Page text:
It's safe to say that Eliot Hodgkin (1905-1987) was inspired by the the mundane things that most painters of still lives tend not to examine. In his own words, "I like to show the beauty of things that no one looks at twice."


Hodgkin's interest in the rather small insignificant subjects was perhaps his genetic inheritance. His long lineage includes many intellectuals including an uncle, Thomas Hodgkin. Thomas H was a noted pathologists,who through a microscope, was able to describe a certain form of cancer, which we know today as "Hodgkin's Lymphoma."



Eliot H. might have been fascinated by his uncle's microscopic images, but if so, it was more likely incorporated with his own leanings toward another kin, Roger Fry. Fry was a 19th century painter and an art critic. At age 13, Eliot Hodgkin was already considered a child prodigy for his paintings.


Eliot H. did paint some very good landscapes. interiors and more conventional still lives. However, a sampling of the ones that best reflect his interest in the mundane shown in the blog are (in no particular order): dead leaf (he painted lots of those), walnuts, turnips, unusual lemon still life, varied fruits, and currants. 


 He painted a wide variety of items that interested him - including his baby boy's booties - until age 74 when worsening eyesight forced him to stop. 

In the way of family lineage, there's a website where you can see more of his works, of course, presented by the Hodgkins.

Wednesday, July 6, 2022

Maximilien Luce: Artist, Lithographer & Anarchist


Many of the Impressionists saw what the Industrial Age was doing to the souls of men. All these workers were cogs in a machine which required them to work long hours for very little pay. This work was often dangerous and if the workers were injured, well, too bad. 


Of those times, there were a few artists who became overtly sympathetic to the plight of the working poor. They were: Camille Pissarro, who fled France, Paul Signac and Maximilien Luce.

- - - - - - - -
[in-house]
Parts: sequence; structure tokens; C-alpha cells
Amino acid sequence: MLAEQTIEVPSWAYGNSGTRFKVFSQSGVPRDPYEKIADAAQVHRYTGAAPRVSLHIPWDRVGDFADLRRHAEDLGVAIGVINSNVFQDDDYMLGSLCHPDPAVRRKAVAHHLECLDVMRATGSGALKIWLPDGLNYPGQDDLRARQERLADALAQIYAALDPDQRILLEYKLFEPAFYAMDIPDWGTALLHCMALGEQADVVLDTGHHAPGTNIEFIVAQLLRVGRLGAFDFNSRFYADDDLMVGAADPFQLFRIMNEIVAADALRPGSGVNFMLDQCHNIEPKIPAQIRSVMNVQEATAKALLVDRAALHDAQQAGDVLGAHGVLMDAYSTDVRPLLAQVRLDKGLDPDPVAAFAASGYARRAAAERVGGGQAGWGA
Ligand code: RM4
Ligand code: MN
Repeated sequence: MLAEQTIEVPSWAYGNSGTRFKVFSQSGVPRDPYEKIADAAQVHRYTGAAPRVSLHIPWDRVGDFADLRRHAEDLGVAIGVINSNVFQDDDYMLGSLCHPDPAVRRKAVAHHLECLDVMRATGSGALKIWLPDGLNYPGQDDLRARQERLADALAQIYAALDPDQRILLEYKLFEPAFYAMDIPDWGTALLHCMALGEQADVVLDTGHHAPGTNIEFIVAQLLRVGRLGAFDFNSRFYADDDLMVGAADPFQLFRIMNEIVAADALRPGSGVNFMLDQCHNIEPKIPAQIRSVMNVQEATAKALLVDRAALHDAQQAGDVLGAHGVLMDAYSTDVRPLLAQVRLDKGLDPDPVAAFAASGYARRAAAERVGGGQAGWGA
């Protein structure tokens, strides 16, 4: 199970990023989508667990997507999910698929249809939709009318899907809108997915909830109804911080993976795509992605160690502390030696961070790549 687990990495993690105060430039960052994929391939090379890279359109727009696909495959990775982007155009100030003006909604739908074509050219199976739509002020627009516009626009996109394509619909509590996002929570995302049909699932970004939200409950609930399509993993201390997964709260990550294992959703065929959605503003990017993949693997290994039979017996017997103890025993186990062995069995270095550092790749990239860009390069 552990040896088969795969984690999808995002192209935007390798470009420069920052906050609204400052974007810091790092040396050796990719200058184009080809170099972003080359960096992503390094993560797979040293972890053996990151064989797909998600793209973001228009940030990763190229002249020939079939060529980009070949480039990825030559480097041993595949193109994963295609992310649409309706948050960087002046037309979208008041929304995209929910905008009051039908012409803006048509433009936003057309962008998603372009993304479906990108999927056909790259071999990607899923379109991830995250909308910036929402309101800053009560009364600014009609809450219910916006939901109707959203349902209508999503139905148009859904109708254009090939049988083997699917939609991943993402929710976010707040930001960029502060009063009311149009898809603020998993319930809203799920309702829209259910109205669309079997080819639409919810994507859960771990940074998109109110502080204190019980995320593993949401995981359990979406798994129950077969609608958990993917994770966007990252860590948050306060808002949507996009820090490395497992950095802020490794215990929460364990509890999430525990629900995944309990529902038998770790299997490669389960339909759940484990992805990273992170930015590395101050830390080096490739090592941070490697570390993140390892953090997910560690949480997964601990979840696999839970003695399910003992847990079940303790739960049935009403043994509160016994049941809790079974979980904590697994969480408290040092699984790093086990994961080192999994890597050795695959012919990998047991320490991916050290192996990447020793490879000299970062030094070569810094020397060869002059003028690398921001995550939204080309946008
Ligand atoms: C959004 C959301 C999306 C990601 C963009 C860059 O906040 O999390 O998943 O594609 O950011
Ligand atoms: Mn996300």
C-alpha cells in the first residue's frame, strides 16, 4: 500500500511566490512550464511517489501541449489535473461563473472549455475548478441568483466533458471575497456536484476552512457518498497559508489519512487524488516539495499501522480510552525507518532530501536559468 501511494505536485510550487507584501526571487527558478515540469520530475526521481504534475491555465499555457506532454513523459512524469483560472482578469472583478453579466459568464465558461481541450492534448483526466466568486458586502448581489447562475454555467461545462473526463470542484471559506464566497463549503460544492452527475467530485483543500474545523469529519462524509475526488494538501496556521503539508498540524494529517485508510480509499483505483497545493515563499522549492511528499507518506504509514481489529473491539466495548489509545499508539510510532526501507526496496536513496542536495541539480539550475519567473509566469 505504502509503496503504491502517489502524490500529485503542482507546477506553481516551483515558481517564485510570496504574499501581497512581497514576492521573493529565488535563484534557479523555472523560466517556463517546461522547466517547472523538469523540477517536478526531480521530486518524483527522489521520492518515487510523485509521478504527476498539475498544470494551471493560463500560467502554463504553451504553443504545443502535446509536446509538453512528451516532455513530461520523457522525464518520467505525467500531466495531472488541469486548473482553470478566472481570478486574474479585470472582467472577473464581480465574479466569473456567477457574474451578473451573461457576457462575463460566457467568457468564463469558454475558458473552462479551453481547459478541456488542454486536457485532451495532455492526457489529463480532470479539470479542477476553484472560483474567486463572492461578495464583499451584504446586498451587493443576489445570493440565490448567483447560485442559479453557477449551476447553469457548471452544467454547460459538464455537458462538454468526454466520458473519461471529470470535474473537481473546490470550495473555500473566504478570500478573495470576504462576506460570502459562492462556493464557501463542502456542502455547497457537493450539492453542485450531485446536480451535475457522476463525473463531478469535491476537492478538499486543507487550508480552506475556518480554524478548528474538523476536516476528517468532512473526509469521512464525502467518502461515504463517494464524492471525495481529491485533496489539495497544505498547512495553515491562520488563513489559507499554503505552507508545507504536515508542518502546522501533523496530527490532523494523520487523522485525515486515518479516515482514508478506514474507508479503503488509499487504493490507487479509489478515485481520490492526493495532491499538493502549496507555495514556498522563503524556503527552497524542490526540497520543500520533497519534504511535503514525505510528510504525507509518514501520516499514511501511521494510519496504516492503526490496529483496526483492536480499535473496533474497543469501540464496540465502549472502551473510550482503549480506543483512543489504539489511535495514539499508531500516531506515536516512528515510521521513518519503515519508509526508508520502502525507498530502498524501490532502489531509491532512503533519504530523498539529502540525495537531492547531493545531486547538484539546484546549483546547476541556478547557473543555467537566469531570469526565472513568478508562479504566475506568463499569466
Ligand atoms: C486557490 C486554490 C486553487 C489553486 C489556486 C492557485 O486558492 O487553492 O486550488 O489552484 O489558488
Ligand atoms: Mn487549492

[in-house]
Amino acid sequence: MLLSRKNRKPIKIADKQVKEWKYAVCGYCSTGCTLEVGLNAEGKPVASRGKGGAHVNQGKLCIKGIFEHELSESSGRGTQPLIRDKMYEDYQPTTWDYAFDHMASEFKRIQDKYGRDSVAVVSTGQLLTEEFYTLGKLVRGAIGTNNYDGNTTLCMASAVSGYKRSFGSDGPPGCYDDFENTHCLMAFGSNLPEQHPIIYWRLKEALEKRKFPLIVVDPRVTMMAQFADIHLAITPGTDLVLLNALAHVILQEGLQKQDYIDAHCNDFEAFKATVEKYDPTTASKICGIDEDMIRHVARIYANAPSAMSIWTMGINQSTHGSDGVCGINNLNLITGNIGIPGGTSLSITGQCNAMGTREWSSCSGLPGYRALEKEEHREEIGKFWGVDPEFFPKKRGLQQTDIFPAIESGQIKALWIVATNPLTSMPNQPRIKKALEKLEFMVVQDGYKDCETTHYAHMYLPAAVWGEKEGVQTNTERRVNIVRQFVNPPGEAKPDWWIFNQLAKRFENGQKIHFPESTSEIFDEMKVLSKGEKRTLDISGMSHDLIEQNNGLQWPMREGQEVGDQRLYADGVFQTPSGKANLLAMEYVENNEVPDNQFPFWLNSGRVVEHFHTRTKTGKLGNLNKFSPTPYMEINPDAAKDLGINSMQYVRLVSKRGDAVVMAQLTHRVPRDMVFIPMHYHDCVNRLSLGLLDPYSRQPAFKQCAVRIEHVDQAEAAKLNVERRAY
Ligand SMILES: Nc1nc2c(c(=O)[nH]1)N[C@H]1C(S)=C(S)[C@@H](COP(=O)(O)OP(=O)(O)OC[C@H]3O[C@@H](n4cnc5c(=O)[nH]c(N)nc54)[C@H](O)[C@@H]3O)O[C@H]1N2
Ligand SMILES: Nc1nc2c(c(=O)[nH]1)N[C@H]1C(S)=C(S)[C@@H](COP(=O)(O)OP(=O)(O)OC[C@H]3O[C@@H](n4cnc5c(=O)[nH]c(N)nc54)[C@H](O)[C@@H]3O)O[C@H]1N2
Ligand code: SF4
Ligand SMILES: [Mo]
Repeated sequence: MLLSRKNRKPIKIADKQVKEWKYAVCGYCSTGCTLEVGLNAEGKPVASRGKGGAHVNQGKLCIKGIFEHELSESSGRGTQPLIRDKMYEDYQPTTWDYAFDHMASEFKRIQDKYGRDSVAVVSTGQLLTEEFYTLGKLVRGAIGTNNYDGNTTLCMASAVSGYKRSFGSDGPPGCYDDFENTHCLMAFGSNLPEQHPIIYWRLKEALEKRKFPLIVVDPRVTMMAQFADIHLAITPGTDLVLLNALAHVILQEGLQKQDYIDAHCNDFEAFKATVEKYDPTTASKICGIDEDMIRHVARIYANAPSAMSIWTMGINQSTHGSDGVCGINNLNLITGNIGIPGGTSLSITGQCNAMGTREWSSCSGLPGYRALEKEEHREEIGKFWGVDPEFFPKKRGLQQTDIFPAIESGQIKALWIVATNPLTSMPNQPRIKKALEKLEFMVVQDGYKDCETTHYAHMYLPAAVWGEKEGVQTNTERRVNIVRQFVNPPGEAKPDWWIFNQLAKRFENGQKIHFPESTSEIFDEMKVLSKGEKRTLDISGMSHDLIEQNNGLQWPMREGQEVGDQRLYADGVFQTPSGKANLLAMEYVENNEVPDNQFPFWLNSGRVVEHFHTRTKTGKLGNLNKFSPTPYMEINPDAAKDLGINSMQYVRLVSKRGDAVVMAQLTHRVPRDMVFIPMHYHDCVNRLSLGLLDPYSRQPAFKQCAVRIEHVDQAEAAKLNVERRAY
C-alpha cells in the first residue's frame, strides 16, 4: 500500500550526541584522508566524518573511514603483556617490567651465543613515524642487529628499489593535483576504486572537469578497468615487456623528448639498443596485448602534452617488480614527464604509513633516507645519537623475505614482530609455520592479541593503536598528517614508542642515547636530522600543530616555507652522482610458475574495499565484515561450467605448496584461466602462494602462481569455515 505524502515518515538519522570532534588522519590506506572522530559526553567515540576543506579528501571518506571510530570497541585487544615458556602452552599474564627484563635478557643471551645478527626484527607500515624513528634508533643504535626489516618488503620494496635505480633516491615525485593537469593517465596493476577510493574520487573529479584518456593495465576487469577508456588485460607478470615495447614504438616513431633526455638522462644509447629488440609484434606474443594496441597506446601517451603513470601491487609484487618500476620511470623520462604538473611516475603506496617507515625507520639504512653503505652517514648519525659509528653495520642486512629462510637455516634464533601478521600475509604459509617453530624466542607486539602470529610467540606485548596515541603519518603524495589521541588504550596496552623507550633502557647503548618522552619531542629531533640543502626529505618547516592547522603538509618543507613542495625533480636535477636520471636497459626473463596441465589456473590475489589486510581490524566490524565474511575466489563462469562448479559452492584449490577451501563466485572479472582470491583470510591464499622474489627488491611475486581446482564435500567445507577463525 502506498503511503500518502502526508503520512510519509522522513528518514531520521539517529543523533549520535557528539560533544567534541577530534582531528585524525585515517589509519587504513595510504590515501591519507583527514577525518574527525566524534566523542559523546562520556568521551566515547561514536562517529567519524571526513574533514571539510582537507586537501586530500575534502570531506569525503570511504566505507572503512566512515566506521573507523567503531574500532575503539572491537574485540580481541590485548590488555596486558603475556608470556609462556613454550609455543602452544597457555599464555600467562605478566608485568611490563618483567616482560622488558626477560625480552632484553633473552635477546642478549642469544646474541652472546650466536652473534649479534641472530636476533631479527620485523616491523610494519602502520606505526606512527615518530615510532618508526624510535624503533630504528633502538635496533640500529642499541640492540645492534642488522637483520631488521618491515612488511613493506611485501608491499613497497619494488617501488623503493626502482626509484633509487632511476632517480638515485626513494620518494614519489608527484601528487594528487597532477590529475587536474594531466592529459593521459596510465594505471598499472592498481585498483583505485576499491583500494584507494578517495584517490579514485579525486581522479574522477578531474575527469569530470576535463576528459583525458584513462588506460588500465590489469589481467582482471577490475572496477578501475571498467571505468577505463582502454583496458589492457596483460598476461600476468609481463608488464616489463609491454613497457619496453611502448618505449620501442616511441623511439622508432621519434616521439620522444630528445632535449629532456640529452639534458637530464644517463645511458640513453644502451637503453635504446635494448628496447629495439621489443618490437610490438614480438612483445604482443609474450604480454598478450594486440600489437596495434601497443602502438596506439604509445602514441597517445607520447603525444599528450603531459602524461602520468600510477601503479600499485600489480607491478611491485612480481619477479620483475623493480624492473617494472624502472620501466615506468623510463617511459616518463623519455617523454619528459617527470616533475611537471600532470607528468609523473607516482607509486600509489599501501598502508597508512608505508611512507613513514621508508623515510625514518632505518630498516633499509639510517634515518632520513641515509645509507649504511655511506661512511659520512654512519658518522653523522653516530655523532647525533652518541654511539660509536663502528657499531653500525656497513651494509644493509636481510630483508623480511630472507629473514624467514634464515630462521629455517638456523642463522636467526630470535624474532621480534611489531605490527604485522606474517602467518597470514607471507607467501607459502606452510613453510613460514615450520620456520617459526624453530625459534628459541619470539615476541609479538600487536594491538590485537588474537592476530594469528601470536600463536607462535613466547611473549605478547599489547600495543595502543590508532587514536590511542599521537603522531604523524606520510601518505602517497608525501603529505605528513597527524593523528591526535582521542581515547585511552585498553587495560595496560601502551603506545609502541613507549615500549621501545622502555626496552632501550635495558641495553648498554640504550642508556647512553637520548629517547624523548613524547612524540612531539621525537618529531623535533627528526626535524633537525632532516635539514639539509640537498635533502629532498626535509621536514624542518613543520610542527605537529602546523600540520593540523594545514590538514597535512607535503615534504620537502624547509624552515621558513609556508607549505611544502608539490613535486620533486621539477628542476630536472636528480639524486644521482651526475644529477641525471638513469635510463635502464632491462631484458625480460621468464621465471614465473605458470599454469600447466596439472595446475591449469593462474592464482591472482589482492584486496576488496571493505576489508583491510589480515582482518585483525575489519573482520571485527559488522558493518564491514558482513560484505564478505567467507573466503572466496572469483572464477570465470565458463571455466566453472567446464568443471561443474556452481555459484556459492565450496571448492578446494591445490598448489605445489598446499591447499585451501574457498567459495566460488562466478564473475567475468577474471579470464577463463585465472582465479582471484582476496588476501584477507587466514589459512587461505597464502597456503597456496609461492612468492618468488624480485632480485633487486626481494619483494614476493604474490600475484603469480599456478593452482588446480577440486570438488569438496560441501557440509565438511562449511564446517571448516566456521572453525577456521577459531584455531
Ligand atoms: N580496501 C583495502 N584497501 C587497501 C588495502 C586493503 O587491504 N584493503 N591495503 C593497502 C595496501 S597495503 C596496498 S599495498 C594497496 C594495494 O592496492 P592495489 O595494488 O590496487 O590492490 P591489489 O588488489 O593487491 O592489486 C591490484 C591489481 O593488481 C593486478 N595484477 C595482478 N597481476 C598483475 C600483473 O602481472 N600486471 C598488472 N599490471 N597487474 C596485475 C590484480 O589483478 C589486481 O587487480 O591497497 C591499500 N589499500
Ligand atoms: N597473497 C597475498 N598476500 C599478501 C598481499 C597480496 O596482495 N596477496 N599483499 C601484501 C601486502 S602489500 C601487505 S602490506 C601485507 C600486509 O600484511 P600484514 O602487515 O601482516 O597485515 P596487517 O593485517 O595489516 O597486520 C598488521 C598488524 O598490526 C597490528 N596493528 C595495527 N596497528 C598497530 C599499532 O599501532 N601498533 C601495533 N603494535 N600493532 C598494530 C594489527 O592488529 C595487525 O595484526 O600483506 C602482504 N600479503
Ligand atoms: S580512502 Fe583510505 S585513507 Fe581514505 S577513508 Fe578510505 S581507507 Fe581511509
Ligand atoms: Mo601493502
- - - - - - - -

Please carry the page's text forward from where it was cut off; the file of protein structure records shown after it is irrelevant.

I was familiar with the works of Pissarro and Signac, but knew nothing of Luce. That is, until I had to write an essay on an impressionist painter. Knowing the teacher would be inundated with papers on Monet, Degas, and Van Gogh, I researched and found Luce.

Luce was a wonderful and interesting find - painter, lithographer and anarchist. He painted landscapes and urban life. (Along with Seurat and Signac he originated pointillism - a technique where small dots of color optically blend to create an image. ) 

  Luce was also known for painting subjects of social realism - war, citizen revolts, industry's effects on people and the land, and the plight of the those out of power. These were the images that would lead to his arrest, trial and conviction - the very outcome that made Pissarro flee to London. (Google: "Trial of the Thirty")


However, even after release Luce continued his political resistance in his paintings albeit more subtly. At age 76, he was elected President of the Société des Artistes Indépendants. He soon resigned in protest against the society's policy to restrict the admission of Jewish artists. (Below: He painted the light leaning left in the manner of representing Socialism in a scene divided between bucolic nature and the inhumanity of the smoke and soot belching out of the smoke stacks)

He always stood by what he believed. Could this be why we know so little of him in the history of Impressionism? What do you think?